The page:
Main Site Navigation
Fathers Eric Augenstein, John Hollowell and Rick Nagel and seminarian Michael Keucher all use the Internet primarily to reach out to practicing Catholics in order to strengthen their faith. (Related story: Steering clear of digital dangers, priests use Internet to spread the Gospel)
Father Robert Barron, a priest of the Archdiocese of Chicago, is a pioneer in the use of the Internet to evangelize those who have no faith or have left the Christian faith behind.
He is a professor of faith and culture at St. Mary of the Lake/Mundelein Seminary in Mundelein, Ill., and is the founder of Word on Fire Catholic Ministries.
Through Word on Fire, Father Barron has produced and posted on YouTube scores of six- to eight-minute videos in which he comments on various happenings in popular culture—movies, books, newsmakers, etc.—in light of the Catholic faith.
“I love the fact that they get out of the Catholic ghetto,” said Father Barron on a video on evangelization and new media posted on Word on Fire’s site. “They go out to a completely unchurched world. And I know that because of the comments [about them] on YouTube.”
Admittedly, many of the comments that he receives are negative from viewers who criticize the Church, the priesthood or him directly.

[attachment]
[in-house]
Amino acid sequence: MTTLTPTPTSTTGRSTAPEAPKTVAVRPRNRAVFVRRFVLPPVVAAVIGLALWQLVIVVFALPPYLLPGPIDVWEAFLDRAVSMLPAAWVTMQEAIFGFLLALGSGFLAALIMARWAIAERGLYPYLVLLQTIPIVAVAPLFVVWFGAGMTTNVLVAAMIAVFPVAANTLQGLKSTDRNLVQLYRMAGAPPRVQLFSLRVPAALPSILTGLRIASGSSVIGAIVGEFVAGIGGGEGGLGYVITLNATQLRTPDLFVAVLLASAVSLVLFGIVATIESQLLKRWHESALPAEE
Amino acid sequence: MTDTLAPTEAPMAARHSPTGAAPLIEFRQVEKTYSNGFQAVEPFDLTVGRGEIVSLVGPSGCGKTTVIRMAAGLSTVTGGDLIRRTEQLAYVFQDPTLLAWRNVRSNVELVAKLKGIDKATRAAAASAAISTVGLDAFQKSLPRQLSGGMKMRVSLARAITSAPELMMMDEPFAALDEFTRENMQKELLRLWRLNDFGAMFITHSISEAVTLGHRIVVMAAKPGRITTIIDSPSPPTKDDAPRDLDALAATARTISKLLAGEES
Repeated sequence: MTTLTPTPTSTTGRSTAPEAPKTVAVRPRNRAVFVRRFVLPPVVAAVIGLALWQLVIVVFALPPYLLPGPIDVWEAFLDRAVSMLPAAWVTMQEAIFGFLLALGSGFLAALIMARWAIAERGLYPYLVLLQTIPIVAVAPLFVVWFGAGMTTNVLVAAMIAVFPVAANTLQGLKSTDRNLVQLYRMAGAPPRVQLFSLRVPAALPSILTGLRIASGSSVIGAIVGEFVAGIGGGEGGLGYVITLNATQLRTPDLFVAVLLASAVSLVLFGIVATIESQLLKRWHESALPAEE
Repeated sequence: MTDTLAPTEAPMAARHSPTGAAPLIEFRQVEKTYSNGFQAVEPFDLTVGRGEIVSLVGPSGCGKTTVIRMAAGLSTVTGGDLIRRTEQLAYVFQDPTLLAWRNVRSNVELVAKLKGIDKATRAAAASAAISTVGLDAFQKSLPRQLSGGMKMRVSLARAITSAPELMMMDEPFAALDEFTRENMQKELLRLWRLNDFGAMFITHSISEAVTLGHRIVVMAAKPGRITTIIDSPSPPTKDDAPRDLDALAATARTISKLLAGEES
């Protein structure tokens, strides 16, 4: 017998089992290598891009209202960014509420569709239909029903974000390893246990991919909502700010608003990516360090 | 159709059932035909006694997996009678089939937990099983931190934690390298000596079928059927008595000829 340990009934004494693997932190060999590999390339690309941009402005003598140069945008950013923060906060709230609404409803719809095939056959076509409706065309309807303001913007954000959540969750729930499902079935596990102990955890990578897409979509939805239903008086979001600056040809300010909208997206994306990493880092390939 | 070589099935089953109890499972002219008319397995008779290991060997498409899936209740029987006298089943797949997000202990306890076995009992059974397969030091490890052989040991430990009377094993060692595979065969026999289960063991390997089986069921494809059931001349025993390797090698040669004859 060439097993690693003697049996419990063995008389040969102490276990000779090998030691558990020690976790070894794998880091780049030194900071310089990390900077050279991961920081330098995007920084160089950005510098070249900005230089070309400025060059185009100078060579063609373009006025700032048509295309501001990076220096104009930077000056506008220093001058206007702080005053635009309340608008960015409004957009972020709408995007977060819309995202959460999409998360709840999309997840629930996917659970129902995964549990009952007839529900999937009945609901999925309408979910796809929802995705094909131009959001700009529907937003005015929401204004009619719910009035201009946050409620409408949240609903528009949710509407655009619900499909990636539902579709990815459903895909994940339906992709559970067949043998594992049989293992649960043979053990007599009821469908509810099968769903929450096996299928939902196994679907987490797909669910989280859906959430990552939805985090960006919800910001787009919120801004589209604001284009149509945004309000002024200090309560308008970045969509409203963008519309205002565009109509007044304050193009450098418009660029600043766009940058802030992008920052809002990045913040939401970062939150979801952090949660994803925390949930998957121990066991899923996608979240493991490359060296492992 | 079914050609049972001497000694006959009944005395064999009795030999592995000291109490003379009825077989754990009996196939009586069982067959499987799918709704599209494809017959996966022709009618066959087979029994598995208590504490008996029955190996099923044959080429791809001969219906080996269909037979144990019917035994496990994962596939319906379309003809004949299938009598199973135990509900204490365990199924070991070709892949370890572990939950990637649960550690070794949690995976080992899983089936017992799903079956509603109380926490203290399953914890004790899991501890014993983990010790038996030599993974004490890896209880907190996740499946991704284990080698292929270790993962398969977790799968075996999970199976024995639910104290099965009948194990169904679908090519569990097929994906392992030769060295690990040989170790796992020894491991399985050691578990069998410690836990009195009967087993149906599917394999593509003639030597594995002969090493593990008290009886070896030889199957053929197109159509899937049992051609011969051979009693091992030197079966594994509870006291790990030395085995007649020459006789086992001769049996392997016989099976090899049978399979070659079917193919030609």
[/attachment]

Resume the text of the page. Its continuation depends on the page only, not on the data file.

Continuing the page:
But Father Barron likens this reception to the way in which St. Paul was received when he preached the Gospel in the Areopagus, a public square in ancient Athens, Greece.
“Everything is on display [there],” Father Barron said. “Every philosophy, every idea is on display. And Paul announces Jesus Christ risen from the dead. And it says that most people laughed at him and walked away.
“Welcome to YouTube, which is a virtual Areopagus. Nevertheless, some people listened. And there was the beginning, in many ways, of European Christianity in those few people who listened to Paul in the Areopagus.”
In the same way, Father Barron occasionally receives e-mails from those viewers of his YouTube videos who may have started off skeptical of the faith but, after watching him, began to change their minds.
“They’ll say, ‘It led me to other videos and it led me to a deeper reflection. And now I’m taking the faith seriously,’ ” Father Barron said. “That’s why I do it. I live for those moments.”
Research done at Word on Fire has found that the typical viewers of YouTube videos are unchurched young adult men in the mid-20s.
“The Church needs to reach out, especially to that generation,” Father Barron said. “How else would you engage a secular-minded, maybe anti-ecclesial 25-year-old male? How else would the Church do that?
“At least here’s a way where I oddly reached into his world and he responds maybe with anger. Fine. Fine. At least he responded.”
(To learn more about Word on Fire Catholic Ministries and to view the videos of Father Robert Barron, log on to www.wordonfire.org.) †